The plot in brief of Jean-Marc Vallee’s Wild, based on Cheryl Strayed‘s memoir: Following a series of losses and struggles, Strayed (Reese Witherspoon) embarks on a solo three-month hike on the Pacific Coast Trail. Her mission statement: “I’m going to walk myself back to the woman my mother thought I was” (Susan Wloszczyna, rogerebert.com).
Stephanie Zacharek, Village Voice, explains a bit more:
This woman-vs.-nature battle is, of course, really a woman-vs.-herself conflict in disguise. Although she’s joined by the occasional fellow traveler, the Strayed of Wild is mostly alone, and deeply so, with the memories of her mother, Bobbi (Laura Dern), who died a few years earlier at age 45. In the time since, Strayed had done a marvelous job of messing up her life: She’s had a careless and dangerous fling with heroin, and she’s still feeling sorrow over a failed marriage.
Stephen Farber, Hollywood Reporter, reports on the frequent use of flashbacks, often brief ones, in Wild:
Gaby Hoffmann as Cheryl’s supportive but skeptical friend and Thomas Sadoski as her conflicted husband make the most of their scenes, but it’s really Dern who tears at our emotions during her scenes with Witherspoon. Bobbi’s life journey, cut tragically short by illness, is as compelling as Cheryl’s. This is one of the most honest, complex portrayals of a mother-daughter relationship that we’ve seen in any recent movie, and the loss of her mother helps to explain Cheryl’s utter disorientation and her search for a major challenge to bring her back to life.
Strayed encounters people—mostly men–along her current journey as well. Justin Chang, Variety:
As an attractive woman in her 20s traveling alone, Cheryl is acutely aware that every strange man she encounters is a potential predator — whether it’s the kind farm worker (W. Earl Brown) who offers her a hot meal and shower, or the fellow traveler who turns out to be a very real threat. But Cheryl is neither a passive victim nor a saint, and in a film of quietly understated moments that often prove more impressive than the whole, few are as telling as the one where she casually spies on a male hiker (Kevin Rankin) emerging nude from a dip in the river — a rare example of the female gaze at work in American movies.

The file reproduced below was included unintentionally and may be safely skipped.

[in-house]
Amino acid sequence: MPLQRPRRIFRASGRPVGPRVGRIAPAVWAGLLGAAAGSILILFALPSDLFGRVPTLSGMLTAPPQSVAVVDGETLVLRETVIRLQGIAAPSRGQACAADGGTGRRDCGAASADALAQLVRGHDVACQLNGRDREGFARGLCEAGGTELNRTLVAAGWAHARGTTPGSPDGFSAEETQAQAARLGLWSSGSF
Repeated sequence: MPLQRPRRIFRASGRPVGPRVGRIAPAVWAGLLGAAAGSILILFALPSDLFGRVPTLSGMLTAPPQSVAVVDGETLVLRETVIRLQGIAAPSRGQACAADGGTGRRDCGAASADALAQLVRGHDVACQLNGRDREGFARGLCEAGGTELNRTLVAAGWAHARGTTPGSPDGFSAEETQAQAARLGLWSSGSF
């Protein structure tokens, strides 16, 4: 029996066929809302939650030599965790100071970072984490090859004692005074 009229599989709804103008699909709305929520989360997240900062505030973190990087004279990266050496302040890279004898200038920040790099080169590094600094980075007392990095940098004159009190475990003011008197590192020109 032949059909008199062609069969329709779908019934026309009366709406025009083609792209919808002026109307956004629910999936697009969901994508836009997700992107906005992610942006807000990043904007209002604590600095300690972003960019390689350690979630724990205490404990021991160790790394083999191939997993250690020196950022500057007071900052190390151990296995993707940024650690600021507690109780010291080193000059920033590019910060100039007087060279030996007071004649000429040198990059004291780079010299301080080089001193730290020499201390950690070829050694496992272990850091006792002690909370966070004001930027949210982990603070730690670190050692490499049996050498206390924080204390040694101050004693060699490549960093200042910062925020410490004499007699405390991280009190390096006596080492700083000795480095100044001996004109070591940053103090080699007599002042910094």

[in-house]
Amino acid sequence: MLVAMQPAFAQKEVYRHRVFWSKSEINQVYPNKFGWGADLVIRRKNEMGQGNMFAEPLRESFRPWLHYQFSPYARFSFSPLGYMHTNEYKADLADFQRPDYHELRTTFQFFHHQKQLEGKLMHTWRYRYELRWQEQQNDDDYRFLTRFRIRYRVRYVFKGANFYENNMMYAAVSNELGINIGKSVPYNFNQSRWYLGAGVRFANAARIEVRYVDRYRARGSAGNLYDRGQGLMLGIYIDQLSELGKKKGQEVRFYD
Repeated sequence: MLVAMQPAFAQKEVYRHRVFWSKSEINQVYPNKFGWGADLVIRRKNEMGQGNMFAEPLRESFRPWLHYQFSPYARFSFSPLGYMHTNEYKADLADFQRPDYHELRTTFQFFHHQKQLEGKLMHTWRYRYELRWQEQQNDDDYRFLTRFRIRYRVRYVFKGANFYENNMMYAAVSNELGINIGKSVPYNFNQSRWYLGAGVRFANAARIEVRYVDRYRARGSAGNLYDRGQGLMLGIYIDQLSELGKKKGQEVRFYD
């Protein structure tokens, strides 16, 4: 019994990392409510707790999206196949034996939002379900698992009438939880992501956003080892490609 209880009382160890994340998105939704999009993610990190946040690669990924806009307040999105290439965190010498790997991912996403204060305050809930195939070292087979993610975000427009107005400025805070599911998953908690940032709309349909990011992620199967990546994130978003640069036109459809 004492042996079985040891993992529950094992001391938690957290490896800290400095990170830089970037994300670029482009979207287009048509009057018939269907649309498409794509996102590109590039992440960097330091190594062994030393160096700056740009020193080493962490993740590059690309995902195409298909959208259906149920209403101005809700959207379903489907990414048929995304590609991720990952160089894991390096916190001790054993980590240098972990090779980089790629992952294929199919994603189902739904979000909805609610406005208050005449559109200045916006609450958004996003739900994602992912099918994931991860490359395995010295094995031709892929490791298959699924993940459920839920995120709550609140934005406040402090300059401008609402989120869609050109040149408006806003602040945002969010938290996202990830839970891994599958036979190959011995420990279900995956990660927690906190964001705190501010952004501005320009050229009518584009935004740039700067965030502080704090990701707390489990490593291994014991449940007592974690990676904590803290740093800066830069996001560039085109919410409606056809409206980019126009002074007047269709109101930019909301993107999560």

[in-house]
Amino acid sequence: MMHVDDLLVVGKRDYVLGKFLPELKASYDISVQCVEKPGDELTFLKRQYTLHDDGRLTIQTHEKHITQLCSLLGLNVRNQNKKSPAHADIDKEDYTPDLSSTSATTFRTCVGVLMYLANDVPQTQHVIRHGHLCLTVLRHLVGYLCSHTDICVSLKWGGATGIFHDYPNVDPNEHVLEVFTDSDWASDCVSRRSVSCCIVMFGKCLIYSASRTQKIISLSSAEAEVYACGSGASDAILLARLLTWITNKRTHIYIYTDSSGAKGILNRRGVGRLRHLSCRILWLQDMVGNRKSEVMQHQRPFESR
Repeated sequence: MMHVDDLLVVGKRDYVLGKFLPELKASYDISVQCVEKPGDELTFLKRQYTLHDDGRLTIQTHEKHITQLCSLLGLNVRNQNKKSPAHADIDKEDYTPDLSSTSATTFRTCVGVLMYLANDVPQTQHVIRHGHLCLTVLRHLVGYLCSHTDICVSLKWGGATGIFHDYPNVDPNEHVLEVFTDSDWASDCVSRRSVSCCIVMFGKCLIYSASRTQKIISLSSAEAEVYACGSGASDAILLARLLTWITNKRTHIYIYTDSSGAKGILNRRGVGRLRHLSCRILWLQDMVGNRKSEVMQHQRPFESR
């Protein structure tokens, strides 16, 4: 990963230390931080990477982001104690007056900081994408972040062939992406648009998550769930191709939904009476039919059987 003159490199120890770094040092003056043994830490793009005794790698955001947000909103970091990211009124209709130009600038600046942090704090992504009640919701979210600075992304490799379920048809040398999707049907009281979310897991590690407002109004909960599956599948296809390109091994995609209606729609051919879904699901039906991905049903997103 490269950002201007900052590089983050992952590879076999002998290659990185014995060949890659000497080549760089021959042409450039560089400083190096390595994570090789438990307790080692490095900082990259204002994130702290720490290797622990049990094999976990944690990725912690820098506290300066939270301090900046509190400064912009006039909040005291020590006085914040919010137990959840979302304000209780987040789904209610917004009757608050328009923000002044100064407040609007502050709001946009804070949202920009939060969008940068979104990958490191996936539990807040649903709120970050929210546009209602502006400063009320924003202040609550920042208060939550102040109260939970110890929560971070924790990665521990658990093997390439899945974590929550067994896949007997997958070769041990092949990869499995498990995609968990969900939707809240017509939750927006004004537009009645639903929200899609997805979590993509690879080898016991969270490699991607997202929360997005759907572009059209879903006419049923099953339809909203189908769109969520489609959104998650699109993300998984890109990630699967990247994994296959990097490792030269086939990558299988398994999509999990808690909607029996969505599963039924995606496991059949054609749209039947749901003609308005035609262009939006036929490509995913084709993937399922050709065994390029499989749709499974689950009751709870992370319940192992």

See the Wild trailer below:
WITHERSPOON AS STRAYED
Like many (including myself), Michael Phillips (Chicago Tribune) is fully on board: “Witherspoon does the least acting of her career, and it works. Calmly yet restlessly, she brings to life Strayed’s longings, her states of grief and desire and her wary optimism.” Ann Hornaday, Washington Post, represents the other camp: “…(T)here’s not a moment in the film when we can forget that we’re watching Reese Witherspoon…”
Dana Stevens, Slate:
Cheryl’s a female protagonist of a kind we rarely see in the movies, someone who can be not just unlikable but at times unknowable, even to herself. This woman is a piece of work: disorganized, sailor-mouthed, given to self-destructive promiscuity and addictive behavior, but also curious, sardonic, and scary smart. After her divorce but before the hike, Cheryl rechristens herself, changing her birth surname, Nyland, to the evocative past-tense verb Strayed. Along the trail, she leaves quotes from the books she reads in a public logbook, co-signing them with her own name: ‘Emily Dickinson and Cheryl Strayed,’ ‘Adrienne Rich and Cheryl Strayed.’ Claiming co-authorship with the greats is a gesture of writerly hubris, sure, but it’s also an act of self-reinvention that somehow puts you on the side of this woman so determined to build up an interior self again, word by word.
A.O. Scott, New York Times: “What makes its heroine worth caring about — what makes her a rare and exciting presence in contemporary American film — is not that she’s tidy or sensible or even especially nice. It’s that she’s free.”